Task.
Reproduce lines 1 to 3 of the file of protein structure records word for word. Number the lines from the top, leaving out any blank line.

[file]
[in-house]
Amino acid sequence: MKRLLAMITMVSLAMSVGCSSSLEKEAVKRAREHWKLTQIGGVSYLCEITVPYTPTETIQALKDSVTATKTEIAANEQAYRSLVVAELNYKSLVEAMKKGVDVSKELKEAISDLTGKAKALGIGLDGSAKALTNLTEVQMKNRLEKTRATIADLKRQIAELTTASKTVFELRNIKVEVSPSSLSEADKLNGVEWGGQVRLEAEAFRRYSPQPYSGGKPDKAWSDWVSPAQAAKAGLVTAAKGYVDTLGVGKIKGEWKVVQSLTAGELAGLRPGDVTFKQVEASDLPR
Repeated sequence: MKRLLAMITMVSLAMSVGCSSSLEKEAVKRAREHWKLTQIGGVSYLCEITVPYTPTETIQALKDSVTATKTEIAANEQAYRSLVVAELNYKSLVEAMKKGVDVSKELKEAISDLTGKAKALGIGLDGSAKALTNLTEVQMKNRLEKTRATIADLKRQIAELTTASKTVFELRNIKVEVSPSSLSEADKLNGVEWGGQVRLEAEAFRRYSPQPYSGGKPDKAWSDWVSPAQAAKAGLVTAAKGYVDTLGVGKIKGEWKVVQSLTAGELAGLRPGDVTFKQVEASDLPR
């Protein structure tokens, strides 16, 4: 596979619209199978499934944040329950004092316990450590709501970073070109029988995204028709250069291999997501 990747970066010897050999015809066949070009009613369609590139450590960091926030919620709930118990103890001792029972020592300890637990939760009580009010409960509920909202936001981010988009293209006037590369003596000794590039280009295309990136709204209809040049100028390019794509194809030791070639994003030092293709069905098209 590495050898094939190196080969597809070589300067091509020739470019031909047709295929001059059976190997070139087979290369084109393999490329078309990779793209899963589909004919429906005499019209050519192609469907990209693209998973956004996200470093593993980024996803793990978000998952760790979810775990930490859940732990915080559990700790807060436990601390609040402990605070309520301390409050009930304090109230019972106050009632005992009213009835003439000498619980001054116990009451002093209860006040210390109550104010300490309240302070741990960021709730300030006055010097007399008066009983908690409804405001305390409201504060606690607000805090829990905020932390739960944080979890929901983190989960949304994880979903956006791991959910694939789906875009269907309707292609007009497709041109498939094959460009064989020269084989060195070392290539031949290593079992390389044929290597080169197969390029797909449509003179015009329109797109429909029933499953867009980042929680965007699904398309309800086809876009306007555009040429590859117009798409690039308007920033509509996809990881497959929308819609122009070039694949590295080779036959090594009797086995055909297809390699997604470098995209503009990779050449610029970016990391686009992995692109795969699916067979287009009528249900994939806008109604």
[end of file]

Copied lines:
[in-house]
Amino acid sequence: MKRLLAMITMVSLAMSVGCSSSLEKEAVKRAREHWKLTQIGGVSYLCEITVPYTPTETIQALKDSVTATKTEIAANEQAYRSLVVAELNYKSLVEAMKKGVDVSKELKEAISDLTGKAKALGIGLDGSAKALTNLTEVQMKNRLEKTRATIADLKRQIAELTTASKTVFELRNIKVEVSPSSLSEADKLNGVEWGGQVRLEAEAFRRYSPQPYSGGKPDKAWSDWVSPAQAAKAGLVTAAKGYVDTLGVGKIKGEWKVVQSLTAGELAGLRPGDVTFKQVEASDLPR
Repeated sequence: MKRLLAMITMVSLAMSVGCSSSLEKEAVKRAREHWKLTQIGGVSYLCEITVPYTPTETIQALKDSVTATKTEIAANEQAYRSLVVAELNYKSLVEAMKKGVDVSKELKEAISDLTGKAKALGIGLDGSAKALTNLTEVQMKNRLEKTRATIADLKRQIAELTTASKTVFELRNIKVEVSPSSLSEADKLNGVEWGGQVRLEAEAFRRYSPQPYSGGKPDKAWSDWVSPAQAAKAGLVTAAKGYVDTLGVGKIKGEWKVVQSLTAGELAGLRPGDVTFKQVEASDLPR